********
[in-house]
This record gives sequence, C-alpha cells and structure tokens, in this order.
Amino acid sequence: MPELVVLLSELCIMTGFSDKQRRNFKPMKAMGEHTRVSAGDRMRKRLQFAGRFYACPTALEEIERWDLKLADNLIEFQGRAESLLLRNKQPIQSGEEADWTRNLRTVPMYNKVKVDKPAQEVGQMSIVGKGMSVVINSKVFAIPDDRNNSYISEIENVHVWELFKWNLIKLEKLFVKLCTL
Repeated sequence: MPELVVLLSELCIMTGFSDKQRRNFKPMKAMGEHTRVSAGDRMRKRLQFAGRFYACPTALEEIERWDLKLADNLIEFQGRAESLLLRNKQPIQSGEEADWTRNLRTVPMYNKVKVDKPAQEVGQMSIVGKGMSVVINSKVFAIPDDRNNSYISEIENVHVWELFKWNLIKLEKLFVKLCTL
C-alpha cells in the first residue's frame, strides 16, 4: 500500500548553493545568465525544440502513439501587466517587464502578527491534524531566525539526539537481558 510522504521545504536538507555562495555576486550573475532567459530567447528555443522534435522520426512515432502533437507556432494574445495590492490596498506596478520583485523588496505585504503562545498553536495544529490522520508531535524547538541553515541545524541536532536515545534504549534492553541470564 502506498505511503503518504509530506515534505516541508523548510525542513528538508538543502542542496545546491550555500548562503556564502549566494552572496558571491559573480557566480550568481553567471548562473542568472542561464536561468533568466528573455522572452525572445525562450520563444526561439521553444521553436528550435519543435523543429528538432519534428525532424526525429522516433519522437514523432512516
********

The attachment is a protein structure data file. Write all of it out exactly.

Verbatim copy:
[in-house]
This record gives sequence, C-alpha cells and structure tokens, in this order.
Amino acid sequence: MPELVVLLSELCIMTGFSDKQRRNFKPMKAMGEHTRVSAGDRMRKRLQFAGRFYACPTALEEIERWDLKLADNLIEFQGRAESLLLRNKQPIQSGEEADWTRNLRTVPMYNKVKVDKPAQEVGQMSIVGKGMSVVINSKVFAIPDDRNNSYISEIENVHVWELFKWNLIKLEKLFVKLCTL
Repeated sequence: MPELVVLLSELCIMTGFSDKQRRNFKPMKAMGEHTRVSAGDRMRKRLQFAGRFYACPTALEEIERWDLKLADNLIEFQGRAESLLLRNKQPIQSGEEADWTRNLRTVPMYNKVKVDKPAQEVGQMSIVGKGMSVVINSKVFAIPDDRNNSYISEIENVHVWELFKWNLIKLEKLFVKLCTL
C-alpha cells in the first residue's frame, strides 16, 4: 500500500548553493545568465525544440502513439501587466517587464502578527491534524531566525539526539537481558 510522504521545504536538507555562495555576486550573475532567459530567447528555443522534435522520426512515432502533437507556432494574445495590492490596498506596478520583485523588496505585504503562545498553536495544529490522520508531535524547538541553515541545524541536532536515545534504549534492553541470564 502506498505511503503518504509530506515534505516541508523548510525542513528538508538543502542542496545546491550555500548562503556564502549566494552572496558571491559573480557566480550568481553567471548562473542568472542561464536561468533568466528573455522572452525572445525562450520563444526561439521553444521553436528550435519543435523543429528538432519534428525532424526525429522516433519522437514523432512516